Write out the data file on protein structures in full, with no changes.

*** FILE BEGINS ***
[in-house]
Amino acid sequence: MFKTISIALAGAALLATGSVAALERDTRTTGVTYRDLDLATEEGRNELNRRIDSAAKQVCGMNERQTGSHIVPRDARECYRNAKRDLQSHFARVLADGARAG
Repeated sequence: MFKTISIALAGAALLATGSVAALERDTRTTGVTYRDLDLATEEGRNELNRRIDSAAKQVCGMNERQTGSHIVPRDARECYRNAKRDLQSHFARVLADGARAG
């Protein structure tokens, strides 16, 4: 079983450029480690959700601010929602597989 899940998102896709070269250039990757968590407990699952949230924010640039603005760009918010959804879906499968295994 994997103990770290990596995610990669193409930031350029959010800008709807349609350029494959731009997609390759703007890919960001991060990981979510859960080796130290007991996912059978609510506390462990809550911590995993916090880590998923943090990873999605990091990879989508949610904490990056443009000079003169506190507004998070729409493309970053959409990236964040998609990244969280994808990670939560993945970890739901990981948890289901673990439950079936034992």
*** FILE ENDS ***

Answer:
[in-house]
Amino acid sequence: MFKTISIALAGAALLATGSVAALERDTRTTGVTYRDLDLATEEGRNELNRRIDSAAKQVCGMNERQTGSHIVPRDARECYRNAKRDLQSHFARVLADGARAG
Repeated sequence: MFKTISIALAGAALLATGSVAALERDTRTTGVTYRDLDLATEEGRNELNRRIDSAAKQVCGMNERQTGSHIVPRDARECYRNAKRDLQSHFARVLADGARAG
């Protein structure tokens, strides 16, 4: 079983450029480690959700601010929602597989 899940998102896709070269250039990757968590407990699952949230924010640039603005760009918010959804879906499968295994 994997103990770290990596995610990669193409930031350029959010800008709807349609350029494959731009997609390759703007890919960001991060990981979510859960080796130290007991996912059978609510506390462990809550911590995993916090880590998923943090990873999605990091990879989508949610904490990056443009000079003169506190507004998070729409493309970053959409990236964040998609990244969280994808990670939560993945970890739901990981948890289901673990439950079936034992």